Women and the ‘Business’ of Human Rights: The Problem with Women’s Empowerment Projects and the Need for Corporate Reform

Roseanne Russell*

*Corresponding author for this work

Research output: Contribution to journalArticle (Academic Journal)peer-review

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Abstract

Corporate-led women’s empowerment initiatives appear, in their proactiveness, to be a welcome addition to a range of measures addressing adverse human rights impacts by business. This article questions the claim that these projects significantly advance women’s rights. Instead, they can be understood as a manifestation of what Catherine Rottenberg terms ‘neoliberal feminism’ with women at risk of being transformed into ‘gender capital’ for business gain. This article rejects the claim that empowerment can only be delivered by encouraging women into market-based work. Instead, it is argued that the corporate responsibility to respect the human rights of women can better be supported by reorienting business away from its preoccupation with delivering value for shareholders, towards an approach that values women's unpaid socially reproductive labour.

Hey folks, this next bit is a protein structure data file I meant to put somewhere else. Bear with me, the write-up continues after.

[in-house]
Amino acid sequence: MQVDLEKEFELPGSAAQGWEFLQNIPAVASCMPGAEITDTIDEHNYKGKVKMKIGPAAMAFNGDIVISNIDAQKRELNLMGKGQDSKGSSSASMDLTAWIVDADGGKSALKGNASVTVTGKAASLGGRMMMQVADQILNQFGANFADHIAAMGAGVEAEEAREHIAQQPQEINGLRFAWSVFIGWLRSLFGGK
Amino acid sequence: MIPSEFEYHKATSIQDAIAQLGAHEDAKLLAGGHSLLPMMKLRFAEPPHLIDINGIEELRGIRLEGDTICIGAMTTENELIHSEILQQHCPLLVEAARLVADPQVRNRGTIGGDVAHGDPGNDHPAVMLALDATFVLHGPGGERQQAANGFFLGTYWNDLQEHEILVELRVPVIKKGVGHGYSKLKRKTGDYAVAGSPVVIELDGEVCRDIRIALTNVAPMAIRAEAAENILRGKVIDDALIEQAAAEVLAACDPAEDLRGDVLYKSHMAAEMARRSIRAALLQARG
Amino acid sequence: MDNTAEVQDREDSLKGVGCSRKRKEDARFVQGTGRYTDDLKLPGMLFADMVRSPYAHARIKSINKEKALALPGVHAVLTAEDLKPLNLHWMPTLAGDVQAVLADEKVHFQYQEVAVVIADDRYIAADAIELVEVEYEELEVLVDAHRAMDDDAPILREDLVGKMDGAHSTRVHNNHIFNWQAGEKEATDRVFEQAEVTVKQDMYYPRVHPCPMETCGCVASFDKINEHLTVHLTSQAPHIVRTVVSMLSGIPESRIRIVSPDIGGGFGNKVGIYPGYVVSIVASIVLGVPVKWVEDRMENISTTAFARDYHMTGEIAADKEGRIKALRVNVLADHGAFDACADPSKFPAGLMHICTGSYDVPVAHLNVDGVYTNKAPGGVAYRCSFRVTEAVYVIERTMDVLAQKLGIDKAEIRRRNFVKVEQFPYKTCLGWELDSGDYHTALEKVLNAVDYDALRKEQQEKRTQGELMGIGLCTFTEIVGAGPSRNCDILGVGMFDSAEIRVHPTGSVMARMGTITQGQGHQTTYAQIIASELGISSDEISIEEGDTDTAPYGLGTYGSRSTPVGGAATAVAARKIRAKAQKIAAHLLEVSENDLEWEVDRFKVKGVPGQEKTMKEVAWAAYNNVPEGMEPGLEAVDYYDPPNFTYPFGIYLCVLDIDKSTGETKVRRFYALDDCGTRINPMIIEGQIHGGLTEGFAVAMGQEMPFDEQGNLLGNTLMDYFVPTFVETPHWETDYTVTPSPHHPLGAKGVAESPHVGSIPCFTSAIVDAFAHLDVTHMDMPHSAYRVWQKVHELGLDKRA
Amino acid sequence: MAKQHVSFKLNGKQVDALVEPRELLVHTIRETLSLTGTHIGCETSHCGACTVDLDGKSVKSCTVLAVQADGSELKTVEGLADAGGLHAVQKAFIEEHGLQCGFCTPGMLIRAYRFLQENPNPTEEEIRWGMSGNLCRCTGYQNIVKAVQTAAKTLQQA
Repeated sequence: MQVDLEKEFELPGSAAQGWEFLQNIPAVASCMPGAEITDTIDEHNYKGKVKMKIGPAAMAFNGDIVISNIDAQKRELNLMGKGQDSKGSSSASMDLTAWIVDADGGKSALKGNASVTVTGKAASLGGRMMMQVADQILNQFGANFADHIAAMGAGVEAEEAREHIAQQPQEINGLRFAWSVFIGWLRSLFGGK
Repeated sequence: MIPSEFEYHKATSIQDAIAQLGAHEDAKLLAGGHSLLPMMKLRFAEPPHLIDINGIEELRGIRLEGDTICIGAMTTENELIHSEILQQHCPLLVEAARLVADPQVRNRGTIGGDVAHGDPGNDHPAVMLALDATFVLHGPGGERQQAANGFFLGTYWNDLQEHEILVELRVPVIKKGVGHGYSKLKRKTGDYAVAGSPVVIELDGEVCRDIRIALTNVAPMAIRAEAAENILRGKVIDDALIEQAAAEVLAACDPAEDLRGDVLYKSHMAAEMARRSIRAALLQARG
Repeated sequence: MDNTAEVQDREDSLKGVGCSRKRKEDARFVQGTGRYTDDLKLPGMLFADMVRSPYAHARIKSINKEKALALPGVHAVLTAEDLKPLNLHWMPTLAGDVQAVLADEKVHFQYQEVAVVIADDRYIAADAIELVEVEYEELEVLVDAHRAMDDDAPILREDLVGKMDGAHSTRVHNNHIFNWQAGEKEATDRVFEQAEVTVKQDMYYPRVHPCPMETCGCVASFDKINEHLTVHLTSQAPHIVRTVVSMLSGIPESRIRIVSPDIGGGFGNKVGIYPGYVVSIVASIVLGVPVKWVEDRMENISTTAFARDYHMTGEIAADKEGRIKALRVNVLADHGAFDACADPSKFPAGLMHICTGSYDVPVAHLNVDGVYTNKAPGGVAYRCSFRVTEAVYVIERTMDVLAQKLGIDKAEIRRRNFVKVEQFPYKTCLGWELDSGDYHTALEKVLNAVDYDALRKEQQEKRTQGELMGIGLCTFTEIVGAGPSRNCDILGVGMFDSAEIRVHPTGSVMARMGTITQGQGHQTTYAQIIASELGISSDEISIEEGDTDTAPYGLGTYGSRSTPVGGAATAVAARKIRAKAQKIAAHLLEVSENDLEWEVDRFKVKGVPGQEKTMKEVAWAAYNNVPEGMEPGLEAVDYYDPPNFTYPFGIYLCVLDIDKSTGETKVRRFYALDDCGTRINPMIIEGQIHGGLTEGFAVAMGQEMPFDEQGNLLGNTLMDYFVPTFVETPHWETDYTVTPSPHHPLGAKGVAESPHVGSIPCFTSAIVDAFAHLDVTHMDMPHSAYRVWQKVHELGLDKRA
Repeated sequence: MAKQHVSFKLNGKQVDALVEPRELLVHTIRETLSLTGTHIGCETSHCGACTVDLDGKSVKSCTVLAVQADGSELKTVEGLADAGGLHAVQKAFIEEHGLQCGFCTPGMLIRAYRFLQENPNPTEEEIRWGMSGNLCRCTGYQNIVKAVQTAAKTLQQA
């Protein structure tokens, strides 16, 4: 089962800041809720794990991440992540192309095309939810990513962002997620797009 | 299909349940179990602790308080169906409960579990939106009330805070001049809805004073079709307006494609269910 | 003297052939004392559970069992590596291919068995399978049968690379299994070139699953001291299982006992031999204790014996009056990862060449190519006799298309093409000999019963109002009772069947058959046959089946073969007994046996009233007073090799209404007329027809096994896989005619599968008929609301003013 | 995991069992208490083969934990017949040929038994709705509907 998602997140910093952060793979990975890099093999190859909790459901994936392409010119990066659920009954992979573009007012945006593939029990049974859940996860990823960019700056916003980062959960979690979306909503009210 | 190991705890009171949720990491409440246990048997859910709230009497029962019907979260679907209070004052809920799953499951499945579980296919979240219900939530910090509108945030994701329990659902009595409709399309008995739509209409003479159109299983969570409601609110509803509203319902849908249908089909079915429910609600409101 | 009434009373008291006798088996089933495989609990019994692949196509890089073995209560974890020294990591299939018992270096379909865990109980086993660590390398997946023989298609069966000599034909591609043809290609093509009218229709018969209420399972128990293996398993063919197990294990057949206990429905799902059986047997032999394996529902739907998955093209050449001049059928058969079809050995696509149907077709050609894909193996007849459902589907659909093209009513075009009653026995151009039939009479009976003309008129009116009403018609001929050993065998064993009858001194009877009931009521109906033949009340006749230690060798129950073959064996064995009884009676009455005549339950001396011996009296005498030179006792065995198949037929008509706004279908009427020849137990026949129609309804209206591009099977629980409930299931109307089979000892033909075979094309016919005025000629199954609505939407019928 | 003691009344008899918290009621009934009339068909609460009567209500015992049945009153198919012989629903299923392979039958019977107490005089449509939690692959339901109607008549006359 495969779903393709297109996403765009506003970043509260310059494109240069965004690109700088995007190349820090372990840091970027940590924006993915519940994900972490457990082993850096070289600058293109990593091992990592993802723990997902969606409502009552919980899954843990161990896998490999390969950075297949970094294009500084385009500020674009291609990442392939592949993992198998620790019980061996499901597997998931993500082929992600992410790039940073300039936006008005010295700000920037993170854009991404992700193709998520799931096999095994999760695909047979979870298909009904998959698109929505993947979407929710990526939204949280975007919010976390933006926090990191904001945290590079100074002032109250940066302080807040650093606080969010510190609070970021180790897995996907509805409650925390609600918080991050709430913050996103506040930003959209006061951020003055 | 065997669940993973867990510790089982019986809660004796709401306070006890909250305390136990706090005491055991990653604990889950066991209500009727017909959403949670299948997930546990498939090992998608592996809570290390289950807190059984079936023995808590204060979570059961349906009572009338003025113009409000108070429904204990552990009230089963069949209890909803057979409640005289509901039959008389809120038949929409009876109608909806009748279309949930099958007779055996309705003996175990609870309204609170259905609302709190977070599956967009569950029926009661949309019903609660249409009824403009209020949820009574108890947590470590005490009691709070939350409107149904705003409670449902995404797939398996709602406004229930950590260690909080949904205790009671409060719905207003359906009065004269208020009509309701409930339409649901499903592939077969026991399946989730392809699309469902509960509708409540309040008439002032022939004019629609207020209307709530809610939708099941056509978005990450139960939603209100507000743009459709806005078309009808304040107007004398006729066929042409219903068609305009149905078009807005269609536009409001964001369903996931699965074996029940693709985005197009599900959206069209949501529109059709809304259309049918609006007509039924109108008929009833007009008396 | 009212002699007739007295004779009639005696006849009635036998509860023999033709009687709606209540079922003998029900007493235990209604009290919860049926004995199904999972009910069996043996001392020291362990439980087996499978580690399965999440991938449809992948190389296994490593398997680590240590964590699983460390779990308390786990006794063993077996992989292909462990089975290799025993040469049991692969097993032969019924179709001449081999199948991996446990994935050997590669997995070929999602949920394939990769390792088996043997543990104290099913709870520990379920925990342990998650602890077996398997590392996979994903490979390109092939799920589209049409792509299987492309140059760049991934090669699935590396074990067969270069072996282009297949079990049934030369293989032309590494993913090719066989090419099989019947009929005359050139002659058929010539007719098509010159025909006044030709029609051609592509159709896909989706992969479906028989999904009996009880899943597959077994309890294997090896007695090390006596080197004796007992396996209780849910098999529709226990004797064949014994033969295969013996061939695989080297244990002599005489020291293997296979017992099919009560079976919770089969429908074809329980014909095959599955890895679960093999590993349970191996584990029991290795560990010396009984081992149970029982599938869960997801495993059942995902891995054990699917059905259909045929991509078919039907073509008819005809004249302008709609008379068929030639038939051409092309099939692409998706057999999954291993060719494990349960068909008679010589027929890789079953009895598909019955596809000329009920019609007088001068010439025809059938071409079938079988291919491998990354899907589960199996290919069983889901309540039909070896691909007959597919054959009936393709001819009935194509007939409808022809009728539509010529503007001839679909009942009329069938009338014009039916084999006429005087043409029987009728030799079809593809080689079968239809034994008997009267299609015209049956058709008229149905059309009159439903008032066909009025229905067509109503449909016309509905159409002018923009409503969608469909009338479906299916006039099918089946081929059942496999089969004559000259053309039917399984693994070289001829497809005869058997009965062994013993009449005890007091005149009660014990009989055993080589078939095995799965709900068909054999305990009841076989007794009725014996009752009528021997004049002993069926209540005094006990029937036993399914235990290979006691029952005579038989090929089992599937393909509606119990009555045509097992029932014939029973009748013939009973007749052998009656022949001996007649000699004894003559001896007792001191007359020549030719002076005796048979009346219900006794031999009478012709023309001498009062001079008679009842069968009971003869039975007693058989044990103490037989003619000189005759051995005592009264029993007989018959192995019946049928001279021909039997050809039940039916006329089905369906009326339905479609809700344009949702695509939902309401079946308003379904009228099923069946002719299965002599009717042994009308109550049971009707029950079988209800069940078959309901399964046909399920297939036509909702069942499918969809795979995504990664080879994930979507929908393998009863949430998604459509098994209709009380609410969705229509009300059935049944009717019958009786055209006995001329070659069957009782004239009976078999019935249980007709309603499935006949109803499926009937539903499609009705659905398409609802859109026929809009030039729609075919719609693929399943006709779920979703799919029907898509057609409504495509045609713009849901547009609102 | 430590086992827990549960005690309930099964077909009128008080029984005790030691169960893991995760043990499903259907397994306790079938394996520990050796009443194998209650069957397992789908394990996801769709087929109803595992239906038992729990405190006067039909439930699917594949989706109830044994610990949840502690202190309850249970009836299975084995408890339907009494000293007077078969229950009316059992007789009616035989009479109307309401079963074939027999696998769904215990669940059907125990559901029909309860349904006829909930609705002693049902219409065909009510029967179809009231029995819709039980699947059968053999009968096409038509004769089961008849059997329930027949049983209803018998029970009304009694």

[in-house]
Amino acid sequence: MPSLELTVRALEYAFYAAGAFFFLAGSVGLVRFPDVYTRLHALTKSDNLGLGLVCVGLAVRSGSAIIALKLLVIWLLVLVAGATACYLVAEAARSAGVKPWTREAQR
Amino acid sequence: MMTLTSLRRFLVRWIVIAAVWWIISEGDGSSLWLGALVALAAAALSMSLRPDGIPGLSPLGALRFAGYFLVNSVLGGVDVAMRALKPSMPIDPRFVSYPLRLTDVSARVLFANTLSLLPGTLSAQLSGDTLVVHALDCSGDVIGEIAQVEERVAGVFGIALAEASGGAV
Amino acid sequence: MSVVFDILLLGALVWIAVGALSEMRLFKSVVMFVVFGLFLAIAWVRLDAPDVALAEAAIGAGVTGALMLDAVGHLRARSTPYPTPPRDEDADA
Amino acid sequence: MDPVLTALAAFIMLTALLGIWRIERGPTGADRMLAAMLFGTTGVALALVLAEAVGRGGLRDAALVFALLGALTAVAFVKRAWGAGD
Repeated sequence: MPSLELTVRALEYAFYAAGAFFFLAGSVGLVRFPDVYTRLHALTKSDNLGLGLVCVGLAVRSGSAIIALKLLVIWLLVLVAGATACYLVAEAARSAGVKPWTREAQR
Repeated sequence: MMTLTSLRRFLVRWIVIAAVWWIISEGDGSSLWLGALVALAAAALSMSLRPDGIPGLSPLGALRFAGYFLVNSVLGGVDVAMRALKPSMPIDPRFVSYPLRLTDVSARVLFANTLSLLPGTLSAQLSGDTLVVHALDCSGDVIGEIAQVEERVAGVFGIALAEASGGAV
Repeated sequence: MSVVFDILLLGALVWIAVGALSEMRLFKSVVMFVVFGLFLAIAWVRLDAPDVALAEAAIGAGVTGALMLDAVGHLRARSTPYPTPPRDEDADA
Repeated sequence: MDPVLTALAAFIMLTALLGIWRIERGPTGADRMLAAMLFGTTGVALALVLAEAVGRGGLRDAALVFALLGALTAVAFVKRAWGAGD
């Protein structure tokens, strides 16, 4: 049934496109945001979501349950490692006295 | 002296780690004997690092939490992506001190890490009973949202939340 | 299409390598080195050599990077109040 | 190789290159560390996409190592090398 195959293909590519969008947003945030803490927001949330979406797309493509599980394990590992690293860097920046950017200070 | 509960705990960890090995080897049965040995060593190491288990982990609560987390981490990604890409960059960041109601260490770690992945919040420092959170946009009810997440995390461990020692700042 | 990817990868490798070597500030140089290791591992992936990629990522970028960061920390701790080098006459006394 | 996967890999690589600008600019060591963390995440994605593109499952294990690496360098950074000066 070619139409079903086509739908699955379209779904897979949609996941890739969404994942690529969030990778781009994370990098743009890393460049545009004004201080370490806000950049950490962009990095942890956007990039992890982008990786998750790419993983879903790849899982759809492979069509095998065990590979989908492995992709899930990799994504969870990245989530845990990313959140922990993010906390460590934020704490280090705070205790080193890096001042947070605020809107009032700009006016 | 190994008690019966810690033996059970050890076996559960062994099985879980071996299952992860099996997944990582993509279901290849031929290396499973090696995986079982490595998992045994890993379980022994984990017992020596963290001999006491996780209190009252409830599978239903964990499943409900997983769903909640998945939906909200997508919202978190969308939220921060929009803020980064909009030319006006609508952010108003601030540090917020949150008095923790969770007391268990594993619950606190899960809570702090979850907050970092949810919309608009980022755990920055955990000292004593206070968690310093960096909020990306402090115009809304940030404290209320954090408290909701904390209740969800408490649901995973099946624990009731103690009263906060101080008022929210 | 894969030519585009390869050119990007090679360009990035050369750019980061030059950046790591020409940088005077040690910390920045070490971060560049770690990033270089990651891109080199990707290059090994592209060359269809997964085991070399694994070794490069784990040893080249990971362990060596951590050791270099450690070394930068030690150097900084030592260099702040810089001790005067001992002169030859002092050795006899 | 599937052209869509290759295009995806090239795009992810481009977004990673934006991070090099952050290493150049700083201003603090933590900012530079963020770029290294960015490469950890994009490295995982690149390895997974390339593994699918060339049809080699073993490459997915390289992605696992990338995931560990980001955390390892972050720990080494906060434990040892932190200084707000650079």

Original languageEnglish
Pages (from-to)84 - 99
Number of pages16
JournalBusiness and Human Rights Journal
Volume7
Issue number1
DOIs
Publication statusPublished - 2 Mar 2022

Bibliographical note

Publisher Copyright:
© 2022 The Author(s). Published by Cambridge University Press.

Keywords

  • business and human rights
  • care
  • empowerment
  • shareholder primacy
  • women

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